Toward a More Resilient Chickpea: Q&A with Innovation Lab Director Doug Cook
This interview with Doug Cook, Director of the Feed the Future Innovation Lab for Climate Resilient Chickpea, is the first in a series for climate, weather and resilient agriculture month this May on Agrilinks.
Housed at the University of California, Davis, the Innovation Lab for Climate Resilient Chickpea emphasizes the crop-based traits of climate resilience and nutrition, focusing genetic improvement on the needs of smallholder farmers in Ethiopia and India. In both countries chickpea is key to food security, providing a vital source of protein, nutrition and income. Click here to download a factsheet.
Agrilinks: What does the lab focus on and why does it matter?
Cook: We focus on abiotic stress (drought, heat and cold) as well as biotic stress (pests and pathogens) in chickpea that reduce yields by up to 100 percent.
Heat is a significant problem, especially in India where the majority of chickpea is grown. As it is being displaced in the northern part of India by rice and wheat, chickpea is moving further south, where it is encountering hotter conditions than ever. Heat impacts the development of viable pollen, and the crop becomes sterile at temperatures much above 35 degrees Centigrade.
We’ve identified genotypes that are completely tolerant to heat, which is a huge breakthrough. Now we need to identify the genomic regions that control those traits and use that advanced molecular understanding to more precisely and rapidly integrate those wild traits into cultivated species.
Agrilinks: Tell me about a few of other successes your lab has had to date.
Cook: One major success has been the migration of genetic diversity from wild material; we have greatly expanded the range of traits for crop improvement.
Rational surveying of wild material is becoming an acceptable paradigm in breeding; the trick is having adequate resources to do it. There are lots of efforts to collect, preserve, curate, understand and utilize wild material, but it’s rarely been used systematically and on a large scale like this within a single project. Wild material has been used effectively in maize and rice, but that’s the product of many years of work and different investigators under different projects, so it lacks the continuity of doing it all at once.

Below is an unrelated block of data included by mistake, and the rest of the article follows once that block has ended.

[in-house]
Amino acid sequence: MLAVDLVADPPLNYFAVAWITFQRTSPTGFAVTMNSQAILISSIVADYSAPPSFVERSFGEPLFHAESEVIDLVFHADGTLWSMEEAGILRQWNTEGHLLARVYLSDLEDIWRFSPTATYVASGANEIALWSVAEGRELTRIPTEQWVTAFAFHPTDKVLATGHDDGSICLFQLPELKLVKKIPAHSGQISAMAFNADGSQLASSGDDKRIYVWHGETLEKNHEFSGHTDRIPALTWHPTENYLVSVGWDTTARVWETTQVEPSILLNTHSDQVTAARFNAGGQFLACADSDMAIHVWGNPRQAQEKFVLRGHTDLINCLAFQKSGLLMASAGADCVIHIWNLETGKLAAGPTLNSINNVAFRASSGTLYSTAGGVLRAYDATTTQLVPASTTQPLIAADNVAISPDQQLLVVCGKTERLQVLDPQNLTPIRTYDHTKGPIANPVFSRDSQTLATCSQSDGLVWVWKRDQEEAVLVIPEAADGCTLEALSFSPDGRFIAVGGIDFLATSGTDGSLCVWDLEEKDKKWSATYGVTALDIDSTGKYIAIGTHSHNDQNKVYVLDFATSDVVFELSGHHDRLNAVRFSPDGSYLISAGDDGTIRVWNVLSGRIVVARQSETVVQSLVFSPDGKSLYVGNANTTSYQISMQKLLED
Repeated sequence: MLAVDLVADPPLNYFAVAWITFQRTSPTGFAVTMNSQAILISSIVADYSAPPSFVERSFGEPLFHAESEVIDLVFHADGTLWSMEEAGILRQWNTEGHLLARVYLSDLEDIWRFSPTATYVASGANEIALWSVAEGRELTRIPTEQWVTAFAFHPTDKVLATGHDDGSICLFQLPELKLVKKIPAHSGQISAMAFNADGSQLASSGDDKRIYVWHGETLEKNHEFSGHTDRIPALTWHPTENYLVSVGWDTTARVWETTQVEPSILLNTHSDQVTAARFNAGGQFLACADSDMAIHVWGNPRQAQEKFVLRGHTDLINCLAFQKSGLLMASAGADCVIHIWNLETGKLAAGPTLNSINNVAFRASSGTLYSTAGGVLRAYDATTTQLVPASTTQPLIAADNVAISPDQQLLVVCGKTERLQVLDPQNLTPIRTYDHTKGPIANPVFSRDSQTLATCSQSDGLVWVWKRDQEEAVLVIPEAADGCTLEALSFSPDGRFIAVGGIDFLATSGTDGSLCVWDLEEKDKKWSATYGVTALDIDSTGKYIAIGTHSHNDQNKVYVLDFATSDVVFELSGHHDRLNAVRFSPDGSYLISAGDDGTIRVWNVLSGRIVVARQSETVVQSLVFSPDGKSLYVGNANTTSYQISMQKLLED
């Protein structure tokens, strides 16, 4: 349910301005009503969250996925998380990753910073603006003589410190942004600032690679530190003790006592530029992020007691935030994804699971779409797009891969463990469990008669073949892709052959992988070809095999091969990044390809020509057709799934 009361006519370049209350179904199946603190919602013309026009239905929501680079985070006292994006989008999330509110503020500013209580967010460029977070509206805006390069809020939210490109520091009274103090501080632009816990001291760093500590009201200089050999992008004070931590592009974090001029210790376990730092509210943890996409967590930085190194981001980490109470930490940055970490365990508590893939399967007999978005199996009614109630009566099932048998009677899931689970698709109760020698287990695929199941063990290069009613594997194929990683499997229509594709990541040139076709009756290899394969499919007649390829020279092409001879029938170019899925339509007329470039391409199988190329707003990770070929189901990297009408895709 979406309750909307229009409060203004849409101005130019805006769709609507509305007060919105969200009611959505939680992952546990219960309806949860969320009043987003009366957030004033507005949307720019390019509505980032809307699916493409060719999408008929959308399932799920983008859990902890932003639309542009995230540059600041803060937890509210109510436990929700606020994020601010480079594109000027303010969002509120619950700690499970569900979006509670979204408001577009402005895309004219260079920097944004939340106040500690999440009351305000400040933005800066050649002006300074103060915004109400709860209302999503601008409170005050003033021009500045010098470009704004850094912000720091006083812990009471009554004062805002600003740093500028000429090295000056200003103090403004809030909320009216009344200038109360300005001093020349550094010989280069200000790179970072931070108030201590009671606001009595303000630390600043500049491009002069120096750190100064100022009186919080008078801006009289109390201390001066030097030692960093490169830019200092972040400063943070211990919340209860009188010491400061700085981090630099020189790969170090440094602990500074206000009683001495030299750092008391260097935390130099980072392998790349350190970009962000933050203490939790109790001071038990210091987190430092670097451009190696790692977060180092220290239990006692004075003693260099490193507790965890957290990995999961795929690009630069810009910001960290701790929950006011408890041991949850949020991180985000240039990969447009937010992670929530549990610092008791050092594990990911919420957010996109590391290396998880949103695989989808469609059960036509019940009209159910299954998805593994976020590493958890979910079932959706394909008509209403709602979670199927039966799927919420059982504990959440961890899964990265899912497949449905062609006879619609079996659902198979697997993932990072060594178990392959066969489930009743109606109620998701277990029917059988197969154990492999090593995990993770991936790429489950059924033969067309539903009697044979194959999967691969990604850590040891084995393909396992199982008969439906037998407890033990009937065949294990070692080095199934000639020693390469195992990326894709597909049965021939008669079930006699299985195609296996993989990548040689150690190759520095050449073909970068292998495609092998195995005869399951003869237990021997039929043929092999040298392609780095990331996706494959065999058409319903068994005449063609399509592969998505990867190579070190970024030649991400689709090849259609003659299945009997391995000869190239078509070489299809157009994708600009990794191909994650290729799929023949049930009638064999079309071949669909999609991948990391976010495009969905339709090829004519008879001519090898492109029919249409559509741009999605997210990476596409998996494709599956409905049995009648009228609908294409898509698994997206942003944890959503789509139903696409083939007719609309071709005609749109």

Another success has been in battling a pathogen called Ascochyta blight. It’s a foliar fungus, and it’s a problem in parts of the world where chickpea is grown in high humidity, including when rain occurs in the growing season. In Ethiopia, Ascochyta blight will cause 100 percent loss if there is an unusually late rain during vegetative development of the crop.
In Southeastern Ethiopia, which was devastated by this blight last year, we ran trials to expose different lines to the pathogen and identified numerous wild lines that are tolerant to it. It is a significant breakthrough because of how the pathogen operates. When it goes through sexual reproduction, it basically reshuffles its genome, which gives the pathogen the ability to evolve relatively quickly and often overcome resistance.
There is a solution to this that is well established in other crops, such as stem rust in wheat, which also evolves quickly. Instead of deploying a single gene in the host that the pathogen will likely overcome, you deploy multiple genes. In this way, you can stack resistance genes in a host and affect the stability and durability of resistance, which we are pursuing right now.